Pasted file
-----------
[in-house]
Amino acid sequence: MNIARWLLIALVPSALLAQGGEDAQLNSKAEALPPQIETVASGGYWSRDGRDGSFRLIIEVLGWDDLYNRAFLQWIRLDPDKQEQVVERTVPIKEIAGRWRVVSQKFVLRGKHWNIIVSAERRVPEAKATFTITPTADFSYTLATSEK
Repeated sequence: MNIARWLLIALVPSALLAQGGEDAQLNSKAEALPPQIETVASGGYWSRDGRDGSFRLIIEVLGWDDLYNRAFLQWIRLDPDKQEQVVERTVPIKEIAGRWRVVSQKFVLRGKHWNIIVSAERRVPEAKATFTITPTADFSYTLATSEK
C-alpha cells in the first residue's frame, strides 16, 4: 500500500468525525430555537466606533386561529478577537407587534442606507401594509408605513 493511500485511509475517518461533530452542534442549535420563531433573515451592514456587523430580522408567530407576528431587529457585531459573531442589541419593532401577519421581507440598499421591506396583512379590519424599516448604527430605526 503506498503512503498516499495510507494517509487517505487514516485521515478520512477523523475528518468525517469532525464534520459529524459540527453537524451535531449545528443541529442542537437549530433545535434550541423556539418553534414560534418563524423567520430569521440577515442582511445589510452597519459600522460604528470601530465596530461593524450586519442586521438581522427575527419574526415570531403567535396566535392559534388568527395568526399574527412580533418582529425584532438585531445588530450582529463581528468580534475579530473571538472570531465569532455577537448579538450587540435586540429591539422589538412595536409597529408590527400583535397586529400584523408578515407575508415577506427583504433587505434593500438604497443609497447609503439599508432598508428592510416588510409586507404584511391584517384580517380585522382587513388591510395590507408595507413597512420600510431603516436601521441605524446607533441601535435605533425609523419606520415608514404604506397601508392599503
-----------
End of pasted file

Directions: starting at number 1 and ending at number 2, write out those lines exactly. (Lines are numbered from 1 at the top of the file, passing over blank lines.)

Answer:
[in-house]
Amino acid sequence: MNIARWLLIALVPSALLAQGGEDAQLNSKAEALPPQIETVASGGYWSRDGRDGSFRLIIEVLGWDDLYNRAFLQWIRLDPDKQEQVVERTVPIKEIAGRWRVVSQKFVLRGKHWNIIVSAERRVPEAKATFTITPTADFSYTLATSEK